Sanofi Pasteur SA, the vaccines division of Sanofi, on Tuesday announced the start of human clinical trials in India for its rotavirus vaccine, developed and manufactured by its affiliate Shantha Biotechnics Ltd in Hyderabad.

Rotavirus infections cause severe diarrhoea in children.

“The trial is designed to show non-inferiority against a currently licensed vaccine with the use of three, ready-to-use liquid doses administered orally, starting from six-to-eight weeks of age, with the subsequent doses administered at 4 weeks intervals," Sanofi said in a statement.

Close to 1,200 volunteers are being sought at 12 clinical trial sites in India. The first two phases of the trials were carried out with the long-term aim to produce a locally licensed vaccine that is safe and able to protect children against rotavirus gastroenteritis.

Overall, the initial results showed that all three doses of the vaccine evaluated in the study were safe, well tolerated and displayed good response to the dose in healthy Indian infants, the company said.

“We aim to provide an affordable vaccine to meet the still significant medical need in emerging markets, like India, and through partnerships with organizations like GAVI, the Vaccine Alliance," said Olivier Charmeil, Sanofi Pasteur’s president and chief executive officer.

“Sanofi Pasteur wants to be in the position to target a major role in the growing rotavirus market in developing countries, with a key focus on the GAVI market, in public markets for non-GAVI countries, as well as private segments in emerging markets," said Charmeil.

The Global Alliance for Vaccines and Immunisation, also known as the GAVI Alliance, comprises governments of developing and donor countries, the World Health Organization, Unicef, the World Bank, vaccine makers, research and technical agencies, civil society organisations, the Bill and Melinda Gates Foundation and other private philanthropists. GAVI focuses on saving children’s lives and protecting people’s health by increasing access to immunization in poor countries.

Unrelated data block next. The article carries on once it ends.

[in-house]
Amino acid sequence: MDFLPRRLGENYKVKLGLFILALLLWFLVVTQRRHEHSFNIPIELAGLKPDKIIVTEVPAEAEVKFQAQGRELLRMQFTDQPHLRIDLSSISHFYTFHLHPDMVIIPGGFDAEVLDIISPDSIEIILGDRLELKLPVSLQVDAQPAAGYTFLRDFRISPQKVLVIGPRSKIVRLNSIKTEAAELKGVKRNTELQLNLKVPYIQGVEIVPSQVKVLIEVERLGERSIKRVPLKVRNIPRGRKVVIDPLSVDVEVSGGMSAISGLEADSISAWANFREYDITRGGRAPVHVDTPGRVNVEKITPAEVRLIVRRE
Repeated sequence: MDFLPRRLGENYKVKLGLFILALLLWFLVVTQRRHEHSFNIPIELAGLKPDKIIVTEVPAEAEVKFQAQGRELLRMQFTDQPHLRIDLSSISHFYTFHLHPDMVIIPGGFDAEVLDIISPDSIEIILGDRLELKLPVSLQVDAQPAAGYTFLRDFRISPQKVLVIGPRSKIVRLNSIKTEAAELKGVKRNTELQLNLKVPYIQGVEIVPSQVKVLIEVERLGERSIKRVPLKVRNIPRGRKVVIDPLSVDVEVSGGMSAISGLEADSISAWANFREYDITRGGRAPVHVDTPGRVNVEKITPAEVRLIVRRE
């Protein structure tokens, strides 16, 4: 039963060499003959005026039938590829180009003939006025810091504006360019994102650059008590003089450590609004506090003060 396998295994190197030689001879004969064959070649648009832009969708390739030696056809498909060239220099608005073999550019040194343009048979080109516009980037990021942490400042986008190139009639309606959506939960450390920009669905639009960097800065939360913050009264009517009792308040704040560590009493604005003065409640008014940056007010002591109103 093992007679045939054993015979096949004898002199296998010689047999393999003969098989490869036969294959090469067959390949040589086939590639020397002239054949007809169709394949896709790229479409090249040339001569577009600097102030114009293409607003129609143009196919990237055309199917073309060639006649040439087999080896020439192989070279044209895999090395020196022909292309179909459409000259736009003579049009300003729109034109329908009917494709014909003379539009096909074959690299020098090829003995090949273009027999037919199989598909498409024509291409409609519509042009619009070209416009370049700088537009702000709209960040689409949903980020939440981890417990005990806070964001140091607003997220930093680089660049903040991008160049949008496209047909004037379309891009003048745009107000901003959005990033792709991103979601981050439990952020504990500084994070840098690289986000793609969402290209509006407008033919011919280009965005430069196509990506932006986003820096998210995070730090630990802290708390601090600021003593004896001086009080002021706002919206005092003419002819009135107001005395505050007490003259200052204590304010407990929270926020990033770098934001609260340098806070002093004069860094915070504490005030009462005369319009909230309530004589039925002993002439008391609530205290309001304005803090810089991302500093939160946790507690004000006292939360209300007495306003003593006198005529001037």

Hyderabad-based vaccine maker Bharat Biotech International Ltd is also developing a vaccine against rotavirus, which is going through phase-III or human clinical trial. Bharat Biotech announced in 2013 that it will make its potential vaccine Rotavac available for one dollar a dose.

GlaxoSmithKline Plc (GSK) and Merck and Co. are the only two companies in the world that produce and market rotavirus vaccine. GSK made an offer to supply its rotavirus vaccine, Rotarix, to GAVI at $2.50 per dose, a small fraction of developed world prices. Merck followed suit by offering to reduce its price to $5 a dose.

Shantha’s investigational vaccine is designed to prevent severe rotavirus gastroenteritis in infants and children when administered as a three-dose series to infants between the ages of six and 32 weeks.

The World Health Organization estimates that in 2008, approximately 453,000 rotavirus gastroenteritis-associated child deaths occurred worldwide.

It is estimated that one of every 260 children born each year will die from diarrhoea caused by rotavirus infection by their fifth birthday. Studies indicate that rotavirus causes approximately 40% of childhood diarrhoeal hospitalizations worldwide and 39% Indian children less than five years of age are affected by the rotavirus.

These fatalities accounted for about 5% of all child deaths and a cause-specific mortality rate of 86 deaths per 100,000 population aged less than five years. About 90% of all rotavirus-associated fatalities occur in low-income countries in Africa and Asia and are related to poor healthcare.

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